Sunday, June 28, 2015

Patriotic Wave Place Mats

My Fourth of July is now complete with the addition of red, white, and blue Patriotic placemats!


Patriotic Placemats to match the Patriotic Wave Table Runner



Made with leftover strips from the Patriotic Wave Table Runner

Patriotic Wave Table Runner



and a portion of the curve from the pattern, these were just as easy to put together! Red, white, and blue plus one star completes the look. To make your own, the Patriotic Wave pattern is available over at my Etsy pattern store.

Quilting was almost the same as the Patriotic Wave table runner,


quilting on Patriotic placemats






with an open McTavishing and two straight lines in the stripes versus one. 


McTavish quilting on Patriotic placemats



Now I'm definitely ready to celebrate! Are you?

Happy Fourth of July!



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Saturday, June 27, 2015

Patriotic Wave Table Runner

Time to celebrate the Fourth of July with this beautiful red, white, and blue Patriotic Wave Table Runner!


Patriotic Wave Table Runner for the Fourth of July



Measuring 20" x 62", it proudly displays the stars and stripes of the USA! Designed by me, the pattern is available at Etsy, with additional instructions for a 14" x 42" size. 

Made with a strip set, and a very gentle curve, this runner was a snap to put together. Applique stars finish off the patriotic look.

Here's another view:


Patriotic Wave Table Runner by QuiltFabrication



And a quilting closeup, using a more open McTavishing in the blue background, straight stitching in the stripes, and double echoing in the stars.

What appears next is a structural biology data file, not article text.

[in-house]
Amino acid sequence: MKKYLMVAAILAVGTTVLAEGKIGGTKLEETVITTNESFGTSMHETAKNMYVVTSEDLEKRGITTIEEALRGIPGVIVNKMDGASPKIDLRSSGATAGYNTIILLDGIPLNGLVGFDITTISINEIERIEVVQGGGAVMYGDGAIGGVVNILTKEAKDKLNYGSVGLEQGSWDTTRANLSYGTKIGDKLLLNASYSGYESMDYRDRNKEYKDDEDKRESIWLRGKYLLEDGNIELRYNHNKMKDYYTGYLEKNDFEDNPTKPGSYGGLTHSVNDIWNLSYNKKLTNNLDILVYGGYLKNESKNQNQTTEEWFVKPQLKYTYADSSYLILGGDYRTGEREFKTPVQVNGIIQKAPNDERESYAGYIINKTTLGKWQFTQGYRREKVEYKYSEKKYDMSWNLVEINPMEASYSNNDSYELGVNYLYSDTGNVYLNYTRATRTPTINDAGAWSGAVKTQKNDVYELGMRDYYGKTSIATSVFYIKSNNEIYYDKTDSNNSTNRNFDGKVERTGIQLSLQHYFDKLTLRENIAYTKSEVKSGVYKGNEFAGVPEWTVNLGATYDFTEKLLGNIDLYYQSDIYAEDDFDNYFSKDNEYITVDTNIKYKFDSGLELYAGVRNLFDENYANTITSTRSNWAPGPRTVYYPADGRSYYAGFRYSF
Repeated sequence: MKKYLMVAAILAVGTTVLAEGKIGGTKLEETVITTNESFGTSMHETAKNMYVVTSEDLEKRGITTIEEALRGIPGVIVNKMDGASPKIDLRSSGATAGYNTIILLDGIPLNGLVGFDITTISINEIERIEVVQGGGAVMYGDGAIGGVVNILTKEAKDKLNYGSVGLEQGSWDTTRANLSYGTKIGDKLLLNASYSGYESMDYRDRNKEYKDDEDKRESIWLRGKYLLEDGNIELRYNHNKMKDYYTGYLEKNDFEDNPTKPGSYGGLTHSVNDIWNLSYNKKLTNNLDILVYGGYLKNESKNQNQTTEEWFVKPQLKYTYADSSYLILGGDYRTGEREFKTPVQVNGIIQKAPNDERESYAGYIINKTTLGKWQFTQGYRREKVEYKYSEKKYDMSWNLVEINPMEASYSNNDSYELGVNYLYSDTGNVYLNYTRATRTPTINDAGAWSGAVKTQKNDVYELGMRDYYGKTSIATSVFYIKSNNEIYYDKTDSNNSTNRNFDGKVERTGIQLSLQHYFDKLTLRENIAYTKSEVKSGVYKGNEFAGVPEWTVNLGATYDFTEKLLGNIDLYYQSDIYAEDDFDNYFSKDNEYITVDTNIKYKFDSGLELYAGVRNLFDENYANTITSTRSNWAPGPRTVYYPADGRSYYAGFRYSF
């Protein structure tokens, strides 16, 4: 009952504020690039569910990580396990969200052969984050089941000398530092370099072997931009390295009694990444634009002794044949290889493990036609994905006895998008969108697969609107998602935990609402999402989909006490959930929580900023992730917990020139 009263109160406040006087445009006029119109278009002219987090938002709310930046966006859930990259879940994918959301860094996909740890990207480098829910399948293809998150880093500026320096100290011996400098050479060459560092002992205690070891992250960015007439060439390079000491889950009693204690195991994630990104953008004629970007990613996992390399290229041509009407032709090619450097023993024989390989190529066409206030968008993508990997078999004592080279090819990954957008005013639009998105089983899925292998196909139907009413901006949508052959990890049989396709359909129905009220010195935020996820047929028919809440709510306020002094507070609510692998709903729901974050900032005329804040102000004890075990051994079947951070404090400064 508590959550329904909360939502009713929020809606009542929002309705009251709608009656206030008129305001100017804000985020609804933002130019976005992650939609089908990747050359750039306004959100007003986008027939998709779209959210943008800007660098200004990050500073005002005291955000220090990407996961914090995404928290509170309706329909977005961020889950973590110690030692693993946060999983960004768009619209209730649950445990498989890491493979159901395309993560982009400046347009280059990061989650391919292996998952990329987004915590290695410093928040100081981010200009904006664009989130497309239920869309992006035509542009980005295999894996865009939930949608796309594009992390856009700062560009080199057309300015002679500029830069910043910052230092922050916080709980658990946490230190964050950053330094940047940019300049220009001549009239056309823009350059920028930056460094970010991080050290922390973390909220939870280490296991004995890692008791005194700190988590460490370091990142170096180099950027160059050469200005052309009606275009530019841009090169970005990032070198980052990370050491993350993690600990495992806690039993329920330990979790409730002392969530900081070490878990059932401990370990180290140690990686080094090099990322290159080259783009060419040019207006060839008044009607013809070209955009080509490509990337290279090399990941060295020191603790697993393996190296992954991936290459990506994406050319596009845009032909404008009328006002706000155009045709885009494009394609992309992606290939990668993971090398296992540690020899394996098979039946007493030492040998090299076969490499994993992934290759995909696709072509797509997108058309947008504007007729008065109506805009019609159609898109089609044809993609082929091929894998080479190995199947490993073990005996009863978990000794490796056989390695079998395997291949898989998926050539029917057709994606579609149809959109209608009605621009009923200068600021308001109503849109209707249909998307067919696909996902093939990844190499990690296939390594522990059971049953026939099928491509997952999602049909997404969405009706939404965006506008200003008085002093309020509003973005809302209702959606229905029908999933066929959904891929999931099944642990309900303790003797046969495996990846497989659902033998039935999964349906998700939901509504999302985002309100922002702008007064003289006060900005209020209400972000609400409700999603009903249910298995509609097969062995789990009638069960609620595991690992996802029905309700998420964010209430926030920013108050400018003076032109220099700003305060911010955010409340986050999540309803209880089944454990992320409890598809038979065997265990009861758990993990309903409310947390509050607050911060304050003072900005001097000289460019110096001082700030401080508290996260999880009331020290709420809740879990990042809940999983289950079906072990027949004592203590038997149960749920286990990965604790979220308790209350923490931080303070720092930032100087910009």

Patriotic Wave Table Runner quilting closeup







So happy to have this awesome red, white, and blue Fourth of July decor - time to celebrate!

Happy Quilting!


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Thursday, June 18, 2015

Spangled Stars QAL Completed Top

We've made it! And just in time to show off for the Fourth of July! It's time to link up all of those terrific Spangled Stars QAL completed tops everyone has been working on!



I've got one top done, and just need to sew the blocks together on the other. How about you?
Everyone would love to see the finished quilts!
Happy Quilting!





Thursday, June 11, 2015

Spangled Stars Quilt Assembly

Welcome back to the Spangled Stars QAL! The blocks are made and it's time for the assembly instructions! All that work has been building up to a fantastic quilt top! Yeah!



If you're just joining in, all of the previous block instructions can be found through the pink links below.


Quilt assembly - June 11, 2015
Completed Top Linky - June 18, 2015
 Completed Quilt, Grand Parade - July 2, 2015


Now grab all of those lovely blocks, and let's make a quilt top!